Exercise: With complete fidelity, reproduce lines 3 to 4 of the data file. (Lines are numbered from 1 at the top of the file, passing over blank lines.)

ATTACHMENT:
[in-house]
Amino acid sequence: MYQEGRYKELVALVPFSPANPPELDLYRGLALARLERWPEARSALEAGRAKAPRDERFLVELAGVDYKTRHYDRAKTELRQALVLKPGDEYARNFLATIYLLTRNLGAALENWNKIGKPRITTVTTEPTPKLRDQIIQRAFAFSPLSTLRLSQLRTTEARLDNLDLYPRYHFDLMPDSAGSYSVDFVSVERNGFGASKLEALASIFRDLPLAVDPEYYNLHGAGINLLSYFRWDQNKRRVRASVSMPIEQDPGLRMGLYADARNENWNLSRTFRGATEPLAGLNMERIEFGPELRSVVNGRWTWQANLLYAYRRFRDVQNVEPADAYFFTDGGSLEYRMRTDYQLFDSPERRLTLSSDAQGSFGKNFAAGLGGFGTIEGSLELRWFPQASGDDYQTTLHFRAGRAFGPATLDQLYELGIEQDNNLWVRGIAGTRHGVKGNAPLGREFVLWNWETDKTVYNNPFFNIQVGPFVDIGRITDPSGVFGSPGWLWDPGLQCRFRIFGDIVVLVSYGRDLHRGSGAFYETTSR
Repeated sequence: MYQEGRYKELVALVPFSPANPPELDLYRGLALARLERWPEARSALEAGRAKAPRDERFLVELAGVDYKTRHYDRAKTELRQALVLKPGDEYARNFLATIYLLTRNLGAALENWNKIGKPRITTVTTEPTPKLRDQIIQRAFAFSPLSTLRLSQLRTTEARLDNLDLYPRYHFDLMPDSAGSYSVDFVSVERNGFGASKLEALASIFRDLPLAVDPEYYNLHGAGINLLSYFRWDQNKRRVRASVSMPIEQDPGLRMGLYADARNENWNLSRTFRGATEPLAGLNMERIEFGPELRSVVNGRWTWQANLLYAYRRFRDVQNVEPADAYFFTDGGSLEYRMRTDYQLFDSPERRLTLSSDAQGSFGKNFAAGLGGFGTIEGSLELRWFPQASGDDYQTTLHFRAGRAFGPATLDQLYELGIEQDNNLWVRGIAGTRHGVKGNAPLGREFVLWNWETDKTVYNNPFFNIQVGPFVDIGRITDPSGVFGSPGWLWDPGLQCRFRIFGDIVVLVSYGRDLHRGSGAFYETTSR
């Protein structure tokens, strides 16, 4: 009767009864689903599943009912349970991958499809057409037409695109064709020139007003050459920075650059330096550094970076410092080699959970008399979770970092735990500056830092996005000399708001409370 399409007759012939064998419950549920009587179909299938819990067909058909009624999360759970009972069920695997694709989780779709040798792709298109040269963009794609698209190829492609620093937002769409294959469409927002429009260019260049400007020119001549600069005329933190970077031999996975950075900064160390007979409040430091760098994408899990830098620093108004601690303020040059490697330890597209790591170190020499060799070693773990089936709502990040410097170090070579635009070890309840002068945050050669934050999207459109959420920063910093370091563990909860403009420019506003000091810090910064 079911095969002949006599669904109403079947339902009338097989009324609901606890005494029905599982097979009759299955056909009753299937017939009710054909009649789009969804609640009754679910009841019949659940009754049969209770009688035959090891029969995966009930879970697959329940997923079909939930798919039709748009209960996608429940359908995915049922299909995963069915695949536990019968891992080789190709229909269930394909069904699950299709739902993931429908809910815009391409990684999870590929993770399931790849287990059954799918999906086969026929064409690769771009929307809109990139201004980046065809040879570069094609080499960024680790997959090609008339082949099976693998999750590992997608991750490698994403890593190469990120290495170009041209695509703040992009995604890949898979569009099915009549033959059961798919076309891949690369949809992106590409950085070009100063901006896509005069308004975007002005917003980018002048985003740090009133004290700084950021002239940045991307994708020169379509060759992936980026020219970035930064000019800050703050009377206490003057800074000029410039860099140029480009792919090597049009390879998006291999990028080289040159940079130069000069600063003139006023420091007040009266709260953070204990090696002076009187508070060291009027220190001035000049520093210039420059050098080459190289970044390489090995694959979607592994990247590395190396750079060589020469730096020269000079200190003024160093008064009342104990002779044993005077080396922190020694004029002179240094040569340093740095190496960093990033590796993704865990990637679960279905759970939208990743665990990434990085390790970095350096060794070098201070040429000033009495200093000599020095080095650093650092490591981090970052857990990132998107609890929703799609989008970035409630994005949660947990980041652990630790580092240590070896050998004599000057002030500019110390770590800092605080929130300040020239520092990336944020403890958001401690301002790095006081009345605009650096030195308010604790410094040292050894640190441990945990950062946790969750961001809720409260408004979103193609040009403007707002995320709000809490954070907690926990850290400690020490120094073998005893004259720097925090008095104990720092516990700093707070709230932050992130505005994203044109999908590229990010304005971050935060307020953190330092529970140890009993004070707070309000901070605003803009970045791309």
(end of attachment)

Repeated sequence: MYQEGRYKELVALVPFSPANPPELDLYRGLALARLERWPEARSALEAGRAKAPRDERFLVELAGVDYKTRHYDRAKTELRQALVLKPGDEYARNFLATIYLLTRNLGAALENWNKIGKPRITTVTTEPTPKLRDQIIQRAFAFSPLSTLRLSQLRTTEARLDNLDLYPRYHFDLMPDSAGSYSVDFVSVERNGFGASKLEALASIFRDLPLAVDPEYYNLHGAGINLLSYFRWDQNKRRVRASVSMPIEQDPGLRMGLYADARNENWNLSRTFRGATEPLAGLNMERIEFGPELRSVVNGRWTWQANLLYAYRRFRDVQNVEPADAYFFTDGGSLEYRMRTDYQLFDSPERRLTLSSDAQGSFGKNFAAGLGGFGTIEGSLELRWFPQASGDDYQTTLHFRAGRAFGPATLDQLYELGIEQDNNLWVRGIAGTRHGVKGNAPLGREFVLWNWETDKTVYNNPFFNIQVGPFVDIGRITDPSGVFGSPGWLWDPGLQCRFRIFGDIVVLVSYGRDLHRGSGAFYETTSR
């Protein structure tokens, strides 16, 4: 009767009864689903599943009912349970991958499809057409037409695109064709020139007003050459920075650059330096550094970076410092080699959970008399979770970092735990500056830092996005000399708001409370 399409007759012939064998419950549920009587179909299938819990067909058909009624999360759970009972069920695997694709989780779709040798792709298109040269963009794609698209190829492609620093937002769409294959469409927002429009260019260049400007020119001549600069005329933190970077031999996975950075900064160390007979409040430091760098994408899990830098620093108004601690303020040059490697330890597209790591170190020499060799070693773990089936709502990040410097170090070579635009070890309840002068945050050669934050999207459109959420920063910093370091563990909860403009420019506003000091810090910064 079911095969002949006599669904109403079947339902009338097989009324609901606890005494029905599982097979009759299955056909009753299937017939009710054909009649789009969804609640009754679910009841019949659940009754049969209770009688035959090891029969995966009930879970697959329940997923079909939930798919039709748009209960996608429940359908995915049922299909995963069915695949536990019968891992080789190709229909269930394909069904699950299709739902993931429908809910815009391409990684999870590929993770399931790849287990059954799918999906086969026929064409690769771009929307809109990139201004980046065809040879570069094609080499960024680790997959090609008339082949099976693998999750590992997608991750490698994403890593190469990120290495170009041209695509703040992009995604890949898979569009099915009549033959059961798919076309891949690369949809992106590409950085070009100063901006896509005069308004975007002005917003980018002048985003740090009133004290700084950021002239940045991307994708020169379509060759992936980026020219970035930064000019800050703050009377206490003057800074000029410039860099140029480009792919090597049009390879998006291999990028080289040159940079130069000069600063003139006023420091007040009266709260953070204990090696002076009187508070060291009027220190001035000049520093210039420059050098080459190289970044390489090995694959979607592994990247590395190396750079060589020469730096020269000079200190003024160093008064009342104990002779044993005077080396922190020694004029002179240094040569340093740095190496960093990033590796993704865990990637679960279905759970939208990743665990990434990085390790970095350096060794070098201070040429000033009495200093000599020095080095650093650092490591981090970052857990990132998107609890929703799609989008970035409630994005949660947990980041652990630790580092240590070896050998004599000057002030500019110390770590800092605080929130300040020239520092990336944020403890958001401690301002790095006081009345605009650096030195308010604790410094040292050894640190441990945990950062946790969750961001809720409260408004979103193609040009403007707002995320709000809490954070907690926990850290400690020490120094073998005893004259720097925090008095104990720092516990700093707070709230932050992130505005994203044109999908590229990010304005971050935060307020953190330092529970140890009993004070707070309000901070605003803009970045791309």